The TripIt app is an app that we used to import all our bookings, this ensured all our booking references and flight details were in one place. Our holiday had been planned meticulously, all by me. Martin would say to people that he really no idea what we were doing and where we were going one day to the next. Martin had booked the hotels and the cars, but because I had planned the routes and destinations I reckoned that I could keep most things a secret. And because some of our plans were expensive, I rationalised the spend by saying that it was for Martin’s birthday. A birthday that isn’t as significant as it will be next year. Martin is a twin as well, and with his sister in America they celebrated for about 40 hours – which was just as well given the treats in store.
The west coast of NZ is simply stunning. We ran out of describing words, and Martin soon made me take photos out of the car window rather than stop. Some photos I wound down the window for with Eleanor complaining about the draft, others I simply took through the window risking a smudge or reflection. But nothing was as stunning as the two glaciers, Fox and Franz Josef. We stayed at the YHA in Franz Josef for two nights. There was method in the madness. I wanted us to do the helicopter tour, and by staying two nights it gave us a back-up day in case the first day was cancelled due to fog/bad weather. This was looking likely as between Nelson and Franz Josef it had rained pretty much non stop. Pancake Rocks at Punakaiki (just north of Greymouth) were seen in the best possible weather – wet and windy. It did mean that the blowholes were full of action though, but Hokitika Gorge which had been recommended by the Alpine Rose Motel (a recommendation to stay by friends) while pretty, was not as pretty as it was supposed to be (see end picture)…
However, when we got to Franz Josef, the weather cleared, and the next morning we went to have an adventure of 8 minutes on Fox glacier. I had booked the twin glacier trip, 2 days before the birthday.
Because it had been raining heavily, snow had fallen on the glaciers. When the helicopter landed, it then sank down. When we got out of the helicopter, I was first one out after the pilot and it was lovely being the first one out that morning and putting footprints in the snow. Pretty soon though my footprints had been covered up by other people’s! “Walking” was difficult. Only Eleanor was light enough to walk a bit without sinking. The rest of us would walk lopsidedly and with snow up to our knees. Wading was not an option. This was undoubtedly one of the best experiences we will have. We have never been in a helicopter before, and I can’t foresee doing another trip in a helicopter anytime soon. To see two glaciers from above, and land on one is fantastic.
So while that was Martin’s birthday treat from me, Eleanor treated him to Puzzling World at Wanaka on his actual birthday. What else would you get a mathematician?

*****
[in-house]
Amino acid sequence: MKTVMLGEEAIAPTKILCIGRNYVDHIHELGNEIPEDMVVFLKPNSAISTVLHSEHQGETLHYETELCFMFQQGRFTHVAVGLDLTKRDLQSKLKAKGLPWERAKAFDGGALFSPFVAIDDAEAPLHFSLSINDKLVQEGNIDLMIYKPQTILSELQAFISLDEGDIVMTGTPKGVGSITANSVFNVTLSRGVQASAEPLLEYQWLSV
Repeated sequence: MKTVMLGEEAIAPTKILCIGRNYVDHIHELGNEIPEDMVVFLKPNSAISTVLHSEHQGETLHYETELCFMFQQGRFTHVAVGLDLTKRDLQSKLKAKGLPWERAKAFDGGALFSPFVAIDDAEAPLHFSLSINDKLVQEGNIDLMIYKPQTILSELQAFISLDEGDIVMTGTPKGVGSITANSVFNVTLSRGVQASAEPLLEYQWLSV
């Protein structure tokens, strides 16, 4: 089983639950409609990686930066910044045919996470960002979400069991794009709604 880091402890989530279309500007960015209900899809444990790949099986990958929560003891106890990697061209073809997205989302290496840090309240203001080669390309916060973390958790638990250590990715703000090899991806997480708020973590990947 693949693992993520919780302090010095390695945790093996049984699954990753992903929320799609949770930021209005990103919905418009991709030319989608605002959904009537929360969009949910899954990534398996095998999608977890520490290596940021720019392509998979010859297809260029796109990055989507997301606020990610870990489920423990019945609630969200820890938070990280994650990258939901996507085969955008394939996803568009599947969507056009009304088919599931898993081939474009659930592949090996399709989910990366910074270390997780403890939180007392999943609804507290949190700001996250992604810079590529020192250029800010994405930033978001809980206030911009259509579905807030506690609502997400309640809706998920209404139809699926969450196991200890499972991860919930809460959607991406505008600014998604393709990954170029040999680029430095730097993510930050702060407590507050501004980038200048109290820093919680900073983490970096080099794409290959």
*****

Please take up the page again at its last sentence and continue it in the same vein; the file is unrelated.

The night before the birthday we spent at Lake Hawea Hotel. It had been a bit of a drive from Franz Josef and on the way we had stopped at Lake Matheson. The sky was blue and cloudless, some of the ingredients needed to take a perfectly reflective photograph of Aoraki (Mount Cook) and Mount Tasman. The lake is a dark brown because of the natural leaching of organic matter. As we were walking to the lake, Eleanor threatened to throw a stone in. That would have caused uproar from us and from the few photographers around, we had our own natural lake stirrer in the shape of a duck to cause a few ripples, but only after we had captured a pretty perfect picture.
There are “mirror lakes” that we stopped at on the way to Milford Sound, but the picture was not as stunning or as perfect.
Lake Hawea is 35kms long, and it is this view that Martin awoke to on his birthday. The South Island is littered with stunning views.
We had mulled wine and lamb shoulder the night before, we were certainly eating well.(Eleanor had a sharing lamb shoulder, almost to herself!) Puzzling World has illusion rooms and an outdoor maze – the objective is not to get to the middle, but to get to all 4 corners. We did it, and got out before lunch. Going to the loo was also an experience.
On to Queenstown for the night time adventures. My parents had contributed to an evening of stargazing for Martin at the Skyline. You go up in the Gondola and spend about an 1hr to 90 mins looking at the stars through massive telescopes. As the gondola was included in the price we took advantage of that and tried the luge. I had also booked a buffet dinner at Stratosfare. Eleanor organised a candle on a cake all by herself for Martin, we think she probably spent more time organising this than eating, but she didn’t complain.
Sadly by the time we came out of the restaurant for the stars, cloud had covered them up. We were offered the next night. Which we took, ate at a lovely restaurant, Lone Star in front of a real fire and then up in the gondola. We were given Canadian coats which were heavy and warm over our winter gear as well. We saw stars that we wouldn’t normally see living in the northern hemisphere, and a bit of the milky way. It was an experience above Queenstown that was well worth it. We would be in Queenstown for nearly a week, courtesy of IHG and all the points Martin had collected we stayed at the Holiday Inn, which while not central, was only 10 or so minutes from town by car (without traffic!).